While the United States power sector is strongly dominated by conventional fossil and nuclear power plants, the contribution from renewable resources is growing and the energy mix varies greatly by state. Here we evaluate electricity generation from utility-scale renewables (i.e. power from wind, water, solar, geothermal and biomass resources) in the United States on the national level as well as in five states: California, New York, Texas, Minnesota, and Indiana. To date, renewables make up only a small percentage of total power generation in most states, with the exception of large hydroelectric power. A number of states, however, have incorporated renewable energy at much faster rates than the national average, and these examples may offer insight into approaches to increase renewables generation in other regions.
Renewable portfolio standards (RPS) and strategies to increase renewable energy market penetration vary greatly by state. For example, California has high renewable energy targets, along with parallel programs for efficiency, storage, demand response, and distributed generation, which are not covered by its RPS. States such as Wyoming, however, have no renewable energy targets at all. Most state RPS targets are set as a percentage of total electricity generation, although Texas has instead set goals for total installed electricity generation capacity. Timelines and strategies are state-dependent. Minnesota has different targets for each utility. New York, Indiana, and Minnesota all define very different suites of technologies under each RPS. California has some of the most aggressive RPS targets, while Indiana’s are lower than most and voluntary.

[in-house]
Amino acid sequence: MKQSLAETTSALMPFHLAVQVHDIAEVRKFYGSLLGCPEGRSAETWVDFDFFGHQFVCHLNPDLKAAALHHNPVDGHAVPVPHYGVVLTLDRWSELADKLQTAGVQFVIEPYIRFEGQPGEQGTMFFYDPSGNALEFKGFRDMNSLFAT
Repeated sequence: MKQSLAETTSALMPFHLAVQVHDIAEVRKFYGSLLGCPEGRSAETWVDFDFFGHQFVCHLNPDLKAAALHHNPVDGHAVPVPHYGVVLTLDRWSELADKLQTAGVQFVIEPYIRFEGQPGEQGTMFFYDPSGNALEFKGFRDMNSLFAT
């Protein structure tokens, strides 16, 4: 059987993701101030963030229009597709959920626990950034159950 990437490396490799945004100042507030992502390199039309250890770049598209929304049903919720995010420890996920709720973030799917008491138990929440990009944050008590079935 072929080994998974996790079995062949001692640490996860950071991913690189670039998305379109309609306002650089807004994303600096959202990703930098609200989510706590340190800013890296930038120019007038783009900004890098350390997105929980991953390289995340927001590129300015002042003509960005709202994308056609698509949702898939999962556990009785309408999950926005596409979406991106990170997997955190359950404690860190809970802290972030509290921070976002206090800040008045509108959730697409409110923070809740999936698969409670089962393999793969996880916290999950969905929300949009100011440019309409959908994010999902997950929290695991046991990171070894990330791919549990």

The data presented here reflect annual variations in electricity demand, and can highlight both challenges to integrating renewable resources and strategies for overcoming these hurdles. For example, hydroelectric and wind power are frequently at peak generating capacity in fall and spring, while demand peaks in winter and summer. Higher rates of solar power generation may help smooth this annual variability because solar peaks in the summer. It is important to note that these data do not capture daily or hourly variability: increasing rates of solar generation might help mitigate the annual variation introduced by wind and hydroelectric power, but additional measures will be needed to account for the daily variation in these resources. Solar tends to peak in the middle of the day, for example, and wind is often more powerful in the evening. Energy storage and demand response may play an important role in managing these daily variations. However, these technologies play less of a role on the long time scales illustrated here, and so will not be discussed in depth.